Cervical Syndrome/Cervico vertebral syndrome
The terms cervical syndrome and cervico vertebral syndrome summarize neck problems. It is presumed that these are caused by functional disorders of muscles and/or degenerative changes of the intervebral discs in the different sections of the cervical spine (segments) and the movable connections of the spine.
Cervico-spondylogenic syndrome means a non-radicular (no nerve root involvement) pain radiating from the neck in either direction of the head or arm. Pains of mechanical nature occur mostly durind daytime and are reliefed in special positions, for example when lying down. Usually they can be triggered by clinical examination. Spondylogenic pain do not radiate in a certain area in the arm ort he back and often they are located alternately.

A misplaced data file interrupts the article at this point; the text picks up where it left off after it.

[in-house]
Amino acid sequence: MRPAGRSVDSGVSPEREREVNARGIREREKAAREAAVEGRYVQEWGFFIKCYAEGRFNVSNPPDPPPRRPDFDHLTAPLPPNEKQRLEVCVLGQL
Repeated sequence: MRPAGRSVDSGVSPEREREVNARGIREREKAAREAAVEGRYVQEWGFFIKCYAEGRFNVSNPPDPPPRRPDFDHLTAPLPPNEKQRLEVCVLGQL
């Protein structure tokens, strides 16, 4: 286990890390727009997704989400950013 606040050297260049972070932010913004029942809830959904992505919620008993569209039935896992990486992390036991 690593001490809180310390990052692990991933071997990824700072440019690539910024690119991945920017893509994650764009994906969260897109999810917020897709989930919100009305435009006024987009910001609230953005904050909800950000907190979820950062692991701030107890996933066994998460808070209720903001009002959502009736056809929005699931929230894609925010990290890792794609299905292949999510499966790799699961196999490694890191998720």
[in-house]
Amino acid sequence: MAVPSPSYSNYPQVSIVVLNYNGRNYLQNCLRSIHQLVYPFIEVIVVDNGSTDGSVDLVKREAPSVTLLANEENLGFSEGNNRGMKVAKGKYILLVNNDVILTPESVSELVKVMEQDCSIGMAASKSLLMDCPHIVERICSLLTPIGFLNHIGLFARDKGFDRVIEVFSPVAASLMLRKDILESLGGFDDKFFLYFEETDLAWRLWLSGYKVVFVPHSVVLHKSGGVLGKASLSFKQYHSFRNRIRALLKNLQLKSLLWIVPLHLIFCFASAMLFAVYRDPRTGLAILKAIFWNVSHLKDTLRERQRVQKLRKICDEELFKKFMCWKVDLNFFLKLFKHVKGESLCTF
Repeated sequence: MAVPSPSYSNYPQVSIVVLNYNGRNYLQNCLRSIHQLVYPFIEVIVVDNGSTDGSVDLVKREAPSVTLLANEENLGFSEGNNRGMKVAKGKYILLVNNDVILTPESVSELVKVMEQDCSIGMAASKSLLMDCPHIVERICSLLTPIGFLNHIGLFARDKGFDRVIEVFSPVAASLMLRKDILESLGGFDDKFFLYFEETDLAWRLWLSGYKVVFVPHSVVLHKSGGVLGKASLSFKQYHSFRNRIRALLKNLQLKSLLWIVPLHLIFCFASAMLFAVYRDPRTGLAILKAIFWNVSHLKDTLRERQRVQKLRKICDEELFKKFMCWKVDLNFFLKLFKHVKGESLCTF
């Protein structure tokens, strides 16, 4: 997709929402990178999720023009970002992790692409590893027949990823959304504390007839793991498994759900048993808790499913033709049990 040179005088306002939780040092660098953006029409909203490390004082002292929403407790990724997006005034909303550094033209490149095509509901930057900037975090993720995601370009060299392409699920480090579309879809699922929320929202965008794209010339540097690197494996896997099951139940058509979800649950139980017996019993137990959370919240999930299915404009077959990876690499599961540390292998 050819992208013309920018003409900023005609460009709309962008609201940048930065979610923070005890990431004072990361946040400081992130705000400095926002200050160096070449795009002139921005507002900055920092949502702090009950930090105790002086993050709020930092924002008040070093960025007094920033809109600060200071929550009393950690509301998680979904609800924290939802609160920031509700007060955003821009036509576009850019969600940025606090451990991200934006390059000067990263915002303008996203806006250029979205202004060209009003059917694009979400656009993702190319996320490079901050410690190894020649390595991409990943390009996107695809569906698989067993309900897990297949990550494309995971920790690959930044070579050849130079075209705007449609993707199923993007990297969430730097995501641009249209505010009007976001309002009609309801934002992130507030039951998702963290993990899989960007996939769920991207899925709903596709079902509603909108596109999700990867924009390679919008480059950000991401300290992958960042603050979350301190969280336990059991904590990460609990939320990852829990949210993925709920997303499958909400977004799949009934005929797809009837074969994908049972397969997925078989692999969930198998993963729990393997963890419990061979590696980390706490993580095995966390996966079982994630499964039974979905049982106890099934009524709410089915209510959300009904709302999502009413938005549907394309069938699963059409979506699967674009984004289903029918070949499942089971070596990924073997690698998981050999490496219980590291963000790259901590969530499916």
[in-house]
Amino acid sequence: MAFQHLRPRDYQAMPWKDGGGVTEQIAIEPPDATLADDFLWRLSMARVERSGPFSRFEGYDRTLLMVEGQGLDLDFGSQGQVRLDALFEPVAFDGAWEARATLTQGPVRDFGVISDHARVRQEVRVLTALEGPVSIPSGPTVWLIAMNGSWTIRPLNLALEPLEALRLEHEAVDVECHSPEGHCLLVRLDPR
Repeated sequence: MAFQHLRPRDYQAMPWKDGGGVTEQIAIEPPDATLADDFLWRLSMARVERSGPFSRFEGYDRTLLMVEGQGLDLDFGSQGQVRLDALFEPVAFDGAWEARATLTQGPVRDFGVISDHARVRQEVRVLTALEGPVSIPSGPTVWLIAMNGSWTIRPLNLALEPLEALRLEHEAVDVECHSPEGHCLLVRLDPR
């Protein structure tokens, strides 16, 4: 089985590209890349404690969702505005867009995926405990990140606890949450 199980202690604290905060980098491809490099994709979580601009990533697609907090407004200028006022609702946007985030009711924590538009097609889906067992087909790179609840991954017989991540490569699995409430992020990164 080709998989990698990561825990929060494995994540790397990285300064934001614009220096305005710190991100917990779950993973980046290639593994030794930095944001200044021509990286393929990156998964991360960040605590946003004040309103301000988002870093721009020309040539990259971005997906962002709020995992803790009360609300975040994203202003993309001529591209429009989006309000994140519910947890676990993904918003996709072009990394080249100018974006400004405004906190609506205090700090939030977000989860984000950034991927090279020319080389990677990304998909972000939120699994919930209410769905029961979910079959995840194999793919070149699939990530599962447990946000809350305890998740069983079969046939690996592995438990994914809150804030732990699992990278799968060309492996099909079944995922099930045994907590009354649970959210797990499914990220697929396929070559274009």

Cervico-radicular syndrome (dermatome-orientated pain radiation) usually arises from a nerve root compression (narrowing) due to a herniated disc. Usually the pain is unilateral, cleaely radiating to limited areas (dermatomes) and they can be triggered mechanically. The actual pain neck can be missing.
A pain in the thoracic spine characterizes this syndrome. Often the pain starts in the costovertebral (rip-spinal joints) or facet joints of the thoracic spine.